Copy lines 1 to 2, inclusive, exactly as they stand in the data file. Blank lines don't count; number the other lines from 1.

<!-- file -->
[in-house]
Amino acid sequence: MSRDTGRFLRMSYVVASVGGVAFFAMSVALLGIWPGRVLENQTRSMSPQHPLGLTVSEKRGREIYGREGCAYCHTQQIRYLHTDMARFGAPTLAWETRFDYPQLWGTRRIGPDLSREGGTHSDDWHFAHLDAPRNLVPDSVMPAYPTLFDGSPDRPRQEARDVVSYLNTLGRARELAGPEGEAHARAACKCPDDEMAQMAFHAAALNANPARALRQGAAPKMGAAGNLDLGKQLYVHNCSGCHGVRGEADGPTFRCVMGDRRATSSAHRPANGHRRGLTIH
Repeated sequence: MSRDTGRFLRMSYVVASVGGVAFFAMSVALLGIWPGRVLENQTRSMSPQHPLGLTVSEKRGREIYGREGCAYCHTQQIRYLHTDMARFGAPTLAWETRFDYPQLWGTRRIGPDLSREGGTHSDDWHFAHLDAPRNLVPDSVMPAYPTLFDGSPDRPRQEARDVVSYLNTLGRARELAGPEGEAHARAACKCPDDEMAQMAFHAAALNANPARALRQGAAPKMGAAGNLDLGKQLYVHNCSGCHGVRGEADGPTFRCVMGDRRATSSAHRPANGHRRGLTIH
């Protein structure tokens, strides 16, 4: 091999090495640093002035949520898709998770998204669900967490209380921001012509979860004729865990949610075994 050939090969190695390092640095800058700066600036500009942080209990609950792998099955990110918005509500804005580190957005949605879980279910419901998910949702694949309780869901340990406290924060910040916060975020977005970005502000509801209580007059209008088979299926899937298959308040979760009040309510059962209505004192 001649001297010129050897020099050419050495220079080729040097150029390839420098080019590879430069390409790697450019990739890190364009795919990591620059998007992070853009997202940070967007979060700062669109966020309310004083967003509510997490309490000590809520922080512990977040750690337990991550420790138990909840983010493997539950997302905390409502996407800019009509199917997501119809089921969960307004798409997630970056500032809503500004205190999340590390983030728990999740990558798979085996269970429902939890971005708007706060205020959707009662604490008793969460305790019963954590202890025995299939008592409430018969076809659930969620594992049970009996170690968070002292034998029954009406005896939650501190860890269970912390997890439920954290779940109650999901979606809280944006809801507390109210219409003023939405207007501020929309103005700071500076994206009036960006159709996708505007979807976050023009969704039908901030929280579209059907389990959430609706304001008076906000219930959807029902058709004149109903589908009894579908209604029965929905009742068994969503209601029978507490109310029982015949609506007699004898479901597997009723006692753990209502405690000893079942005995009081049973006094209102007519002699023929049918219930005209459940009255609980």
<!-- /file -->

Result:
[in-house]
Amino acid sequence: MSRDTGRFLRMSYVVASVGGVAFFAMSVALLGIWPGRVLENQTRSMSPQHPLGLTVSEKRGREIYGREGCAYCHTQQIRYLHTDMARFGAPTLAWETRFDYPQLWGTRRIGPDLSREGGTHSDDWHFAHLDAPRNLVPDSVMPAYPTLFDGSPDRPRQEARDVVSYLNTLGRARELAGPEGEAHARAACKCPDDEMAQMAFHAAALNANPARALRQGAAPKMGAAGNLDLGKQLYVHNCSGCHGVRGEADGPTFRCVMGDRRATSSAHRPANGHRRGLTIH